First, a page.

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New Population of Rare Asian Deer Found in Laos

John Pickrell
for National Geographic News
September 20, 2002
 
A new population of a rare Asian deer thought to be on the brink of
extinction in Laos has been discovered in unexplored tracts of the
country's forests.

Until now, scientists thought there were perhaps as few as ten Eld's deer remaining in Laos. The new population, found in Savahnakhet province, may number more than 50 animals.



Eld's deer has already vanished from neighboring Thailand and Cambodia. Wildlife biologists estimate there may be no more than 3,000 individuals left, living primarily in Myanmar and India.

"Habitat still remains in Laos, but a rapid decline in the population was observed in the 1940s," said Arlyne Johnson, a conservation scientist with the Wildlife Conservation Society (WCS) regional program in Vientiane, Laos. "By the 1980s villagers reported that the deer had disappeared from most of its range."

The new population may "provide genetic diversity that could keep this sub-species from slipping into extinction," she added.

Eld's deer (Cervus eldi) are known for their unusual bow- or lyre-shaped antlers, which sweep back in a single curve. The deer are typically found in Asia's dry, deciduous forests, which are characterized by high canopies, patches of open grassland, and seasonal flooding. These forests are home to other unusual and endangered species, including the Asiatic jackal and silvered langur, many of which have also disappeared from Laos.

Desperate Situation

The species' decline has been linked to agricultural sprawl and the bloody conflicts in the region. The deer were hunted to feed the Khmer rouge army during Cambodia's civil war.

Much of the wildlife in Laos continues to be threatened, said Johnson. "The forest is relatively flat, open, and easy to access, [which] allows overharvesting of wildlife for subsistence and trade which is the largest threat to wildlife conservation," she said.

Though strict prohibitions exist against hunting the deer in Laos, Johnson said the human and financial resources needed to enforce the laws are extremely limited.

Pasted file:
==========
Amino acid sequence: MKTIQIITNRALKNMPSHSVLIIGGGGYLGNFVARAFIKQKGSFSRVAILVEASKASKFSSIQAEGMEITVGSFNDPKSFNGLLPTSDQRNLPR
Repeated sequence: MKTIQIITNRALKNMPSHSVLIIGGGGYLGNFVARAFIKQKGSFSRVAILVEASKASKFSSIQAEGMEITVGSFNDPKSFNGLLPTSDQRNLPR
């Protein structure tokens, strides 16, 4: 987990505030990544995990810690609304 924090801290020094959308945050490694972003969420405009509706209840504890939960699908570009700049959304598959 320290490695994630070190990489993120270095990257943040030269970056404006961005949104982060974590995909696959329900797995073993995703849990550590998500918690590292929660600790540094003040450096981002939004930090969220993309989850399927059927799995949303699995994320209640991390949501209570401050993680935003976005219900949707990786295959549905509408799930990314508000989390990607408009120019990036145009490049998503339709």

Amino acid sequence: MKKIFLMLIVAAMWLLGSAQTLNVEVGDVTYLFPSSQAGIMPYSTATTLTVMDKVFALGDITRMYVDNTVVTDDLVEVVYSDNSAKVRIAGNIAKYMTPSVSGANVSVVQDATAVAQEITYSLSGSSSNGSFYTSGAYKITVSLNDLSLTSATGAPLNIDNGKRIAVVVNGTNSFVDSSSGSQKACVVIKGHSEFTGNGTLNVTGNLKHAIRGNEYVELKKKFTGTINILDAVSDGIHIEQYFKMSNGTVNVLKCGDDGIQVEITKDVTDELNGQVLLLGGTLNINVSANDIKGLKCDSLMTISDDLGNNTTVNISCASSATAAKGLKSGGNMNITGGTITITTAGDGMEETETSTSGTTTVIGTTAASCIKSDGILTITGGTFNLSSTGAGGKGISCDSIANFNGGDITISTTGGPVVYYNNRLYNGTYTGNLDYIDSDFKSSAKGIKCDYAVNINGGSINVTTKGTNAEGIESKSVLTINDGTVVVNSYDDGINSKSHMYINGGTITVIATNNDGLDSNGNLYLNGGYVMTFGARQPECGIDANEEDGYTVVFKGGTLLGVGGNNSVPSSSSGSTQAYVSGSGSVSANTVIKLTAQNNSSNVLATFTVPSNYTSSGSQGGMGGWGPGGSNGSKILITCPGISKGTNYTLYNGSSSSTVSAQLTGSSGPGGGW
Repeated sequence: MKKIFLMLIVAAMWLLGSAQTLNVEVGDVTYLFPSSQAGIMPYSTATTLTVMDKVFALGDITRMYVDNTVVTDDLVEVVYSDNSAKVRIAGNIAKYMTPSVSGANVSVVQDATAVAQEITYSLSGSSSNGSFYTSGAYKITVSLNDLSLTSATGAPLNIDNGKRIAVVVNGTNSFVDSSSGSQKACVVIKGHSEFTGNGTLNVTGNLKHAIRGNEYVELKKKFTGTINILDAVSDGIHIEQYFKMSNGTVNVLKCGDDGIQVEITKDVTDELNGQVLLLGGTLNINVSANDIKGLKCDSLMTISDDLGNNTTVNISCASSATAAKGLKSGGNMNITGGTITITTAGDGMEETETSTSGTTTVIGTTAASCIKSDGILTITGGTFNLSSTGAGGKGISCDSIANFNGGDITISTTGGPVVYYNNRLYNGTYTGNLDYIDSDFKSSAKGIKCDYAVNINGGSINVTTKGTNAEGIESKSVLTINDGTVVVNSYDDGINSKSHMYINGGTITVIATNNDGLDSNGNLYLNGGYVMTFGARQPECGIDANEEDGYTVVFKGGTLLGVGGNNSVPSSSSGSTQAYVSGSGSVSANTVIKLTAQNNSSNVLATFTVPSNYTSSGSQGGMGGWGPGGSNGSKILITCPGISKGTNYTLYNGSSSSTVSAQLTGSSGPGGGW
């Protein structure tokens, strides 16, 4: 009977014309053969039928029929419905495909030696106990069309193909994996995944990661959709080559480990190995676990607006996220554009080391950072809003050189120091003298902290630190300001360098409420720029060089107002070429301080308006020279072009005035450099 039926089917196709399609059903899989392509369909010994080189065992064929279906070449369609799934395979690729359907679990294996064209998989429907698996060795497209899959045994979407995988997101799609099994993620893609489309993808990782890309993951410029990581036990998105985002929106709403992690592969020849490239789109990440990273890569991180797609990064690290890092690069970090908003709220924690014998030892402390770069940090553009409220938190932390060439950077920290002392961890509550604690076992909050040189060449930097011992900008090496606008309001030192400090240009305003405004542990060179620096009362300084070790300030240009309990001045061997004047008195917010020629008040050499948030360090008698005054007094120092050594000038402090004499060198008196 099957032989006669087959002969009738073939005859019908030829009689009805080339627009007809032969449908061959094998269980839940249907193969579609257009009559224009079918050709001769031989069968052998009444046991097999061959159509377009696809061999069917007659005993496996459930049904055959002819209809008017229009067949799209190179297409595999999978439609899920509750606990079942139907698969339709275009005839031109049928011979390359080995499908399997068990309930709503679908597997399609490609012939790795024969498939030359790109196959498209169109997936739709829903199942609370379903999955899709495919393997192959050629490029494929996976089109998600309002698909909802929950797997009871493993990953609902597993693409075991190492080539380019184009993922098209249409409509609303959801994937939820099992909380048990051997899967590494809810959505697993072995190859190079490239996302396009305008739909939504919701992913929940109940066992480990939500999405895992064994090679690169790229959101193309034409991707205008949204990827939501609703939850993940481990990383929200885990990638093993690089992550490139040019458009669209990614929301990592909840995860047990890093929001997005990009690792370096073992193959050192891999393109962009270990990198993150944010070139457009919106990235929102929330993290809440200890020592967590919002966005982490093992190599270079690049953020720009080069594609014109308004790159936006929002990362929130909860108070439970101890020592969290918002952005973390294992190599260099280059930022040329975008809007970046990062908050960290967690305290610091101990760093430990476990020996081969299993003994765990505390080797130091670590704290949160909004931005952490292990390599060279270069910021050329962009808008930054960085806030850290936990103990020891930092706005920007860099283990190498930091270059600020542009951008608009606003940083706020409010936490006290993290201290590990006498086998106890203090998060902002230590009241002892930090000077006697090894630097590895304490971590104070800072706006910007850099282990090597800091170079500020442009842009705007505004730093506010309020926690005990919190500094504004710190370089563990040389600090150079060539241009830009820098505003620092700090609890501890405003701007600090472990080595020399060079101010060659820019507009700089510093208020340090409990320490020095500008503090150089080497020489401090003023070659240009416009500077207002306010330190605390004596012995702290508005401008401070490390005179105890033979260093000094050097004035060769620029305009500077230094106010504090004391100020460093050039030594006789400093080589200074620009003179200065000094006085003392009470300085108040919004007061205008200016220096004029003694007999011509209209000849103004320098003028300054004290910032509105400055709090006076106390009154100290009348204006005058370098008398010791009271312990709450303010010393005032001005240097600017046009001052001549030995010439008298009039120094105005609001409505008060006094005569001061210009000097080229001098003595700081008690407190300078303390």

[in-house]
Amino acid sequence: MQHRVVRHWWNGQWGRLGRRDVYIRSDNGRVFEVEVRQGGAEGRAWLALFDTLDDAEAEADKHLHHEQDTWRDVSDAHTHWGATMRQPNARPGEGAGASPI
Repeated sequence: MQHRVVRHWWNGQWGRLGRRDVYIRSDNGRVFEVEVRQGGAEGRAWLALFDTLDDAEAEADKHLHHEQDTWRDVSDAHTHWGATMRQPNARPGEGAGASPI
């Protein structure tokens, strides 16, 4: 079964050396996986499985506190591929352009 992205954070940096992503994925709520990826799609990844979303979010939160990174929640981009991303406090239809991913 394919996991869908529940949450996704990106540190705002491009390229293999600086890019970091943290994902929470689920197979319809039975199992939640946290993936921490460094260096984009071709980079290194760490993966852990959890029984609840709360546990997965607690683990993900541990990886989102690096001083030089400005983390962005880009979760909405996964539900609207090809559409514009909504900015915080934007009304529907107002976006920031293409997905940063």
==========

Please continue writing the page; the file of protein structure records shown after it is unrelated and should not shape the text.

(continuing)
Conservation workers were almost ready to resign themselves to the deer's extinction in Laos, said William J. McShea, a wildlife biologist at the Smithsonian National Zoo's Conservation and Research Center in Front Royal, Virginia.

Hope was revived when Chanthavy Vonjkhamheng, a Laotian student and WCS conservationist, visited McShea in Virginia, and reported that Eld's deer had been sighted by isolated villagers in the nation's interior.

The scientists were initially skeptical, said Johnson. However, maps showed that the area was remote and had never been visited by a biological survey team. "We thought it may be possible that there are animals there, but were so surprised that they had not all been hunted out as everywhere else in Laos," Johnson said.

Satellite images of the area confirmed that the habitat was suitable. In May, a team of scientists from WCS and the Smithsonian Institute was dispatched to the field.

Strangely, while driving along country roads with the survey team, the habitat didn't look at all appropriate for hosting Eld's deer, said McShea. Then suddenly "we went around a mountain and came to an area exactly like [deer habitat in] Myanmar."

On the first visit, the team found a recently shed set of the deer's unusual antlers in a local village. On a second visit in July, the scientists saw two of the animals.

"It's like they were living in a black hole—completely off scientists' radar screens," said McShea. Survey work suggests that the new population may number around 50 individuals.

Ensuring Survival

The discovery suggests that further small deer populations may exist. Satellite images indicate that suitable forest patches could support another 10 to 15 undocumented populations, said McShea. New populations could make all the difference to the genetic diversity of Eld's deer—and diversity is essential for a species' survival, he said.

Local authorities, WCS, and Smithsonian wildlife conservationists are working to establish a national sanctuary. However, the survival of the deer will depend on the will of the villagers to refrain from hunting and from converting the habitat to rice paddies, said Johnson.

She hopes to work with international aid groups to provide water supplies as an incentive for villagers to stay out of designated conservation areas. "If we can demonstrate a successful model for protecting and bringing back a viable population, it would be a significant example for future conservation of other endangered species in Laos," she said.

The researchers are now considering the possibility that other species thought to be completely extinct—such as Shomburgk's deer, which hasn't been seen since 1930—may not have disappeared in isolated patches of suitable habitat. McShea said he's recently heard reports of fresh antler findings that don't fit the description of other species still known in Laos.

"This kind of discovery doesn't happen every day," said McShea. "For most endangered animals the situation just gets worse and worse."
 

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